You may have some questions or always wondered how life is like being the military. As in is it always like being in bootcamp where you are getting yelled at? Or you may have wondered if military people have any lives outside of the military. You may have also thought what happens just day to day? Here is where I come in to answer the question of, “What life is like being in the military?”
What Military Life Is Not
First off, we are talking about life after the workday. As every job is different and every place you are stationed at is also different. So, after you are done and head back home.
To start off with and help clear up any questions about living like in bootcamp the entire time you or someone is in the military you are not getting yelled at like you are in bootcamp. That bootcamp yelling is really only in bootcamp. Or unless you are getting yelled like which really doesn’t happen that often. So, to repeat life in the military when you are done with work is not anything like being in bootcamp. After your workday you have a normal life. You are not cleaning a rifle or anything most people think of.
The Truth of Military Life
Okay so now that we have covered what the actual military life is like after work lets get into what military life actual is like. When you are active duty and after all the training, meaning after bootcamp and your MOS training, and excluding being deployed, life is essentially the same as anyone else. Really it is.
Once your workday is over then you do whatever you want. It is really nothing out of the ordinary or any different. Your private life or life after work is yours and you can do what you want. People can do whatever they want and live their lives. Some people play video games, some go to school, you can take hobbies, hell some even try to have a family. Really if you just show up for work, show up for PT, and don’t get in trouble no one really cares what you do.
If you live in the barracks, then really you most likely have a roommate and have field days on Thursdays. But you can still do whatever you want. You can play video games, binge on Netflix, do whatever really. Barracks life is a whole other thing that I will write a separate post about. Just because barracks life can be interesting and I wouldn’t be doing it its respect by not giving a whole post on it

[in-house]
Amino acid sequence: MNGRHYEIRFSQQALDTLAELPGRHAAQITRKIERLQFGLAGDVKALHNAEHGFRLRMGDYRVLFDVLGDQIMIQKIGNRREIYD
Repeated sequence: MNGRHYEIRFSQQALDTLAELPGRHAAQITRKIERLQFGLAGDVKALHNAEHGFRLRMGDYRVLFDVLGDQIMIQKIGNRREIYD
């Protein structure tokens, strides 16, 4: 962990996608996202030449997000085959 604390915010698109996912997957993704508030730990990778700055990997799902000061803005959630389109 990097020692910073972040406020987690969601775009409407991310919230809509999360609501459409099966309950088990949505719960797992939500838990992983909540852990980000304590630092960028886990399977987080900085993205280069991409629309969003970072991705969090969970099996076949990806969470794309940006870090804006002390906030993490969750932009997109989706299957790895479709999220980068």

What Did You Think Military Life is Like
I don’t know people think military life is like. But I would love to know what you all think military life is like. Feel free to comment below on anything you thought military life is like.
Also feel free to ask any question you would like to get answered.
Are you thinking about joining the Marines? Are you curious to what the first steps into becoming a Marine are? This is where being a Marine Poolee comes into play. Being a Marine Poolee is the first step into becoming a Marine and getting a somewhat neat blue shirt with the Marines EGA on it.
What is Marine Poolee
A Marine Poolee is just someone who has already gone through some of steps to become a Marine. A poolee has already gone through MEPS, done their ASVAB, and has sworn in. They also get a pretty neat blue shirt that you will see all poolees wear. You will also be given a ship date which tells you when you are scheduled to go to bootcamp. This is really when things get a bit more serious. However, at this stage it is okay you are most likely in an open contract and it is fine to not meet the physical standards yet. As the idea is while you are in the DEP you can hopefully get out of an open contract to one that you want and improve your physical fitness to be able to go to bootcamp. You also can still have long hair and facial hair. Just in case you were wondering.
Can you still back out?
Yes, at this stage you can still back out. Nothing bad will happen, except your recruiter will probably not be your biggest fan since he or she lost a contract. But that is the recruiter’s problem and you should not be concerned with that if you really think you do not want to go through with becoming a Marine. I am not here to tell everyone to be a Marine, I’m just here to tell you the truth with hopefully not any bias.
Being a Marine Poolee
Being a Marine Poolee means you are currently set to go to
bootcamp and become a Marine. This however does not mean you are one, and don’t
need to be arrogant about being a Marine Poolee. So don’t be that poolee who
thinks they are a badass, and there are some who act this way. It’s cool that
you have decided to be a poolee but just don’t go overboard with it.
This also means you will most likely will be required to
start going to the DEP workouts that they do on Saturdays. These were kind of
mandatory at my DEP. Where one of the two of these DEP workouts were just IST’s
to see who could pass the IST. The other workout was just a workout that
recruiters ran with all the other poolees.
Don’t be like me and sleep in on your first DEP workout. That’s what happened to me and I was slightly embarrassed. I never oversleep and when I showed up the DEP workout my recruiter gave me a 10 pound dumbbell to carry throughout the entire DEP workout. A workout buddy if you will. So any workout we did I had to carry my buddy during whatever exercise we were doing. We are doing sprints, well I need to do it holding my buddy. Squats, squats with my buddy. End the DEP workout with a 1.5-mile run, oh I will also be doing that with my buddy. Was it kind of funny? Not during, but now it is.